Reasons for the Decision
1. The appeal is admissible.
2. According to Article 119 and Rule 78(2) EPC notifications in respect of addressees not having their place of business within the territory of a Contracting State and who have not appointed a European professional representative shall be effected by posting the document to be notified as ordinary letter. In such a case notification shall be deemed to have been made when dispatch has taken place, even if the letter is returned to the sender owing to the impossibility of delivering it to the addressee.
3. Since the appellants, a company located in the USA, had not appointed a European professional representative when the acts for entry into the regional phase were to be performed, the EPO could correctly, at that time, effect notifications according to the provisions of Rule 78(2) EPC, i.e. by posting the documents to be notified as ordinary letters.
This was not disputed by the appellants. However, they submitted that they had not received the communications under Rule 85a(1) and 85b EPC and that there was no proof that dispatch had actually taken place. Since, according to Rule 78(2) EPC, notification shall be deemed to have been made when dispatch has taken place, it was incumbent on the EPO to ensure that documents to be notified in accordance with Rule 78(2) EPC were not only drawn up, but also posted including actual dispatch of those documents.
4. The Legal Board of Appeal does not have any reason to doubt the appellants' assertion that they did not receive the communications under Rule 85a(1) and 85b EPC. In particular, it is supported by the fact that, on 11 December 1995, an inquiry was sent to the EPO to find out whether such communications had already been issued. The appellants' submissions are further confirmed by the affidavit dated 19 March 1996 of Mr Ramon Jarrell and were never questioned or disproved by the Receiving Section.
5. The Receiving Section instead took the position that, where notifications to addressees outside the Contracting States were concerned, the EPO had only to ascertain whether there were any irregularities apparent from the file as concerns the dispatch. The Convention did not impose on the EPO any burden to prove that dispatch had actually taken place. In the circumstances of the present case there was no reason to assume that the notifications to the appellants had not been dispatched.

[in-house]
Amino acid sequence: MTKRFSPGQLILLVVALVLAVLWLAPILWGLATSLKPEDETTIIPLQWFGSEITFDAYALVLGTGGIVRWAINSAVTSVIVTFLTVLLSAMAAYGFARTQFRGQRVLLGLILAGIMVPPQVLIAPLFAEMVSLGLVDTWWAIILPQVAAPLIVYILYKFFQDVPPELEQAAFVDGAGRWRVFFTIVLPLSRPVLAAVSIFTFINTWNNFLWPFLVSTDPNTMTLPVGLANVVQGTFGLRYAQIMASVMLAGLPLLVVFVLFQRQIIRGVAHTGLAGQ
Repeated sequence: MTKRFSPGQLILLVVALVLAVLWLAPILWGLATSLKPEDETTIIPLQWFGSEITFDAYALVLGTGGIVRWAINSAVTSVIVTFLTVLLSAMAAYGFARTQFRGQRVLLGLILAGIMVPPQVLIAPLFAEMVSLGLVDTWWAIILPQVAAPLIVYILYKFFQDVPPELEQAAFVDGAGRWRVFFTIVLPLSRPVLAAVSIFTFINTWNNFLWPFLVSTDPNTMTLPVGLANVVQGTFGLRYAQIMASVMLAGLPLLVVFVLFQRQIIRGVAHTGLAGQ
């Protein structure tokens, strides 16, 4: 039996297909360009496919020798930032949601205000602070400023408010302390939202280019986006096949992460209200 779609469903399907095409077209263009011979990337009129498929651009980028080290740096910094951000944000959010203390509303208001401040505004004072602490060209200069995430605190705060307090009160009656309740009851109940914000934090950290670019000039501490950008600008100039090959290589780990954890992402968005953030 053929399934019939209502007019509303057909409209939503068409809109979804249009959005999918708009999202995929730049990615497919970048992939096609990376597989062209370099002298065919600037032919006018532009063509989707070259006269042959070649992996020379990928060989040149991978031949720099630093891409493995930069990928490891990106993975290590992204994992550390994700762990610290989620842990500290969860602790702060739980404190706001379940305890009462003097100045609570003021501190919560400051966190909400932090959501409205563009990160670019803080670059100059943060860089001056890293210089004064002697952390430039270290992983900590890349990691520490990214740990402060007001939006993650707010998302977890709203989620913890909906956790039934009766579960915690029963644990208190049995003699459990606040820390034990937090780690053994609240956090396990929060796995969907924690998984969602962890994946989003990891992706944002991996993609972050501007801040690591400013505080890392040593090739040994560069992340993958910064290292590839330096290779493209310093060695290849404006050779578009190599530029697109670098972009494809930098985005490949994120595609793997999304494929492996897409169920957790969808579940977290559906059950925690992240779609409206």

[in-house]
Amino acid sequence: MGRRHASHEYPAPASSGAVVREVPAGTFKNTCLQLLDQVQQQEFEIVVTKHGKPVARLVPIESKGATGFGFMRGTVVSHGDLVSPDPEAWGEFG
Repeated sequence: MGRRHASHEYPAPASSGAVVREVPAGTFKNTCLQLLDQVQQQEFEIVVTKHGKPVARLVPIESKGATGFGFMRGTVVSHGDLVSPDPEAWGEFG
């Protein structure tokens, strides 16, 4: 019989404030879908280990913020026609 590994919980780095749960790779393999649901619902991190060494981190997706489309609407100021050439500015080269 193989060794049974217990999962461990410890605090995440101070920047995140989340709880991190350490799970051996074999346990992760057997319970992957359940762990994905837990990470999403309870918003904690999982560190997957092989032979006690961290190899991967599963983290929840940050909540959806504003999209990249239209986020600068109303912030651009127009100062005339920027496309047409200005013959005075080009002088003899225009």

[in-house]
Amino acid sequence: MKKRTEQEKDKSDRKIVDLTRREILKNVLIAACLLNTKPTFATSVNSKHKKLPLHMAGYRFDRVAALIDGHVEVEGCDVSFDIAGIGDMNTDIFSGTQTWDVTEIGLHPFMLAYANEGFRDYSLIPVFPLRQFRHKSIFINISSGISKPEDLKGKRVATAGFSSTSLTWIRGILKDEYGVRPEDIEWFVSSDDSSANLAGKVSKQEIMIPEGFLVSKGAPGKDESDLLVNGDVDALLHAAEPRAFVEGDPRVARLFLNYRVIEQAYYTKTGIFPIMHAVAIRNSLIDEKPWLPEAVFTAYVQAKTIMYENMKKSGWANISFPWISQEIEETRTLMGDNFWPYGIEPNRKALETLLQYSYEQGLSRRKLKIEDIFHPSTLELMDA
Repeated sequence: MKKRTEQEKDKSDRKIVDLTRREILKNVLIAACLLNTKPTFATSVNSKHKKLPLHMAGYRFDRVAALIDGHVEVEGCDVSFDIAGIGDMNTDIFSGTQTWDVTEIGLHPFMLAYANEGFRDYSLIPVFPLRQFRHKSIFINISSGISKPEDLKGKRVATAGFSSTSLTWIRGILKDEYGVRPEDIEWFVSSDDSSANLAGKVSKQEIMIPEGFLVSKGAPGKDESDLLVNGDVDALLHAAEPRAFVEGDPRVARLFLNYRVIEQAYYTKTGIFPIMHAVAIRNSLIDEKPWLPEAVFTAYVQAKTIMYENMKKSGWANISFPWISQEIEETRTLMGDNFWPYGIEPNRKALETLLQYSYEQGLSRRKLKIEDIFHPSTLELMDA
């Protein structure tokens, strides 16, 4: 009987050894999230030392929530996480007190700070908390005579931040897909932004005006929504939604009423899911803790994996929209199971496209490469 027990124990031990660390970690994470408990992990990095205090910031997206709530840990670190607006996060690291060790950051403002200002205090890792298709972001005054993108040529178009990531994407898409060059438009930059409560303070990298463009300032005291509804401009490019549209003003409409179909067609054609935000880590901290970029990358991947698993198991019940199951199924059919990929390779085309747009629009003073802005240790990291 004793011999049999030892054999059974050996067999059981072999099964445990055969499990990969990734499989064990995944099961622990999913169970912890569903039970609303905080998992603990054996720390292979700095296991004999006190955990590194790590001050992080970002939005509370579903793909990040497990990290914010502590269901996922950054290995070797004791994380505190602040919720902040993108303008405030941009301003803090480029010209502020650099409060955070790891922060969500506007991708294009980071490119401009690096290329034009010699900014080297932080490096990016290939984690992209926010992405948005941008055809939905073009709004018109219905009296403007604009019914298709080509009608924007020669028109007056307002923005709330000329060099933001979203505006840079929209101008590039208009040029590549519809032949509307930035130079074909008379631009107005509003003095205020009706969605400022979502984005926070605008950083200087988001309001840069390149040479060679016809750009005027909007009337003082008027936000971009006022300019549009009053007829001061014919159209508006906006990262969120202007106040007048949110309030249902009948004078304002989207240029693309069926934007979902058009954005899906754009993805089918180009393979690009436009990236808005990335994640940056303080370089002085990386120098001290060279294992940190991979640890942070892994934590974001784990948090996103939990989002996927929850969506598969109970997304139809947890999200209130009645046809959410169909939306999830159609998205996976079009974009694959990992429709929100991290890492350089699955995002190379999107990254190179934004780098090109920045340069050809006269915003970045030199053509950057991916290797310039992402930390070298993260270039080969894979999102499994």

6. The legal issue presently at stake is virtually identical to that of case J 9/96 decided by the Legal Board of Appeal on 27 November 1997. In that decision it was found that the legal fiction of deemed notification pursuant to Rule 78(2) EPC could not be applied, unless it was established that a communication was duly dispatched by the EPO. Thus, in the event of any doubt, the European Patent Office had to prove that such a letter was actually dispatched. If this could not be ascertained, it had to be assumed in favour of the addressee that the pre-condition for deemed notification was not met with the effect that the notification could not be considered to have been made (see point 6 of the reasons). The Board concurs with these findings which appear to be immediately applicable to the present case.
7. In the circumstances of the present case the only available evidence regarding the drawing up of the communications pursuant to Rule 85a(1) and 85b EPC by the EPO are date-stamped file copies of these communications. However, there is no indication that the original communications were actually dispatched. As stated in decision J 9/96 referred to above, the presence of file copies cannot in itself be treated as proof that the original communications were indeed handed to the internal postal service, or that the internal postal service duly dispatched them to the post office.
8. Since it cannot be established that the communications under Rule 85a(1) and 85b EPC have indeed been dispatched by the EPO as required by Rule 78(2) EPC, notification of these communications cannot be deemed to have taken place. It has therefore to be assumed in favour of the appellants that these communications have not been notified up to now. Since, in the meantime, the appellants paid the fees due to Rule 104b EPC together with the surcharges provided for in Rules 85a(1) and 85b EPC, it is not necessary for the EPO to issue communications pursuant to the latter Rules.
For these reasons it is decided that:
1. The decision under appeal is set aside.
2. The case is remitted to the Receiving Section for further prosecution.